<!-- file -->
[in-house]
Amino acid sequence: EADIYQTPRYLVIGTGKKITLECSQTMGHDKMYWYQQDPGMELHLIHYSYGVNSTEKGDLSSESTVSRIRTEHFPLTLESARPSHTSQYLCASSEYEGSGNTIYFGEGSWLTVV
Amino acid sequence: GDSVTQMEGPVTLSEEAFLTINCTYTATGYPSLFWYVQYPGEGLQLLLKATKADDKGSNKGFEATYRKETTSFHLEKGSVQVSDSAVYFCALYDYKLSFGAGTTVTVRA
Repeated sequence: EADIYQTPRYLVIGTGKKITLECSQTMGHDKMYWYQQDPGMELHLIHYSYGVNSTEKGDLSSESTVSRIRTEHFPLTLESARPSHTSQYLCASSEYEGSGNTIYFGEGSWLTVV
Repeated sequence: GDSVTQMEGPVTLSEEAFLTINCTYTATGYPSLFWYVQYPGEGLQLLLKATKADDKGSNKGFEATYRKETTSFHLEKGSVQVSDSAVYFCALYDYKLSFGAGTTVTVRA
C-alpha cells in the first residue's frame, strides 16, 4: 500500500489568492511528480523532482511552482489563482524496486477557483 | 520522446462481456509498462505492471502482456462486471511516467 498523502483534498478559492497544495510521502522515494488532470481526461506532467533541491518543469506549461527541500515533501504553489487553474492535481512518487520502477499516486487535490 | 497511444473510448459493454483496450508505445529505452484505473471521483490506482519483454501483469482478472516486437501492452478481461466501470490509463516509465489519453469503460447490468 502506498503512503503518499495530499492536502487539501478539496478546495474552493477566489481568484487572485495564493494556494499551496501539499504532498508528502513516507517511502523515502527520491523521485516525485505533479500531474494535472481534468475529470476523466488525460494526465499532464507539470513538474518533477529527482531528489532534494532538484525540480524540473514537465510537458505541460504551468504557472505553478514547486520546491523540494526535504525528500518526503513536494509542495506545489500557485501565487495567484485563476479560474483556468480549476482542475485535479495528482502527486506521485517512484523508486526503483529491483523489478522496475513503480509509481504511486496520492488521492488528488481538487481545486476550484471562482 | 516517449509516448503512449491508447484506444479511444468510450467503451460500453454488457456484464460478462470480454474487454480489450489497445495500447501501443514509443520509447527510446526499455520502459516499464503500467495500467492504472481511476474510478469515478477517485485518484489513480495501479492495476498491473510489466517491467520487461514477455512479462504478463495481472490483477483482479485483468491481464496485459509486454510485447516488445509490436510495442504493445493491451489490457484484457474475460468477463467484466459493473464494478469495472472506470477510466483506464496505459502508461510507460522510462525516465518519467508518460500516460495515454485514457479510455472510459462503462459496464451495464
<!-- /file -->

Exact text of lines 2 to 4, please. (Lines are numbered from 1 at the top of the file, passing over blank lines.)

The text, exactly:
Amino acid sequence: EADIYQTPRYLVIGTGKKITLECSQTMGHDKMYWYQQDPGMELHLIHYSYGVNSTEKGDLSSESTVSRIRTEHFPLTLESARPSHTSQYLCASSEYEGSGNTIYFGEGSWLTVV
Amino acid sequence: GDSVTQMEGPVTLSEEAFLTINCTYTATGYPSLFWYVQYPGEGLQLLLKATKADDKGSNKGFEATYRKETTSFHLEKGSVQVSDSAVYFCALYDYKLSFGAGTTVTVRA
Repeated sequence: EADIYQTPRYLVIGTGKKITLECSQTMGHDKMYWYQQDPGMELHLIHYSYGVNSTEKGDLSSESTVSRIRTEHFPLTLESARPSHTSQYLCASSEYEGSGNTIYFGEGSWLTVV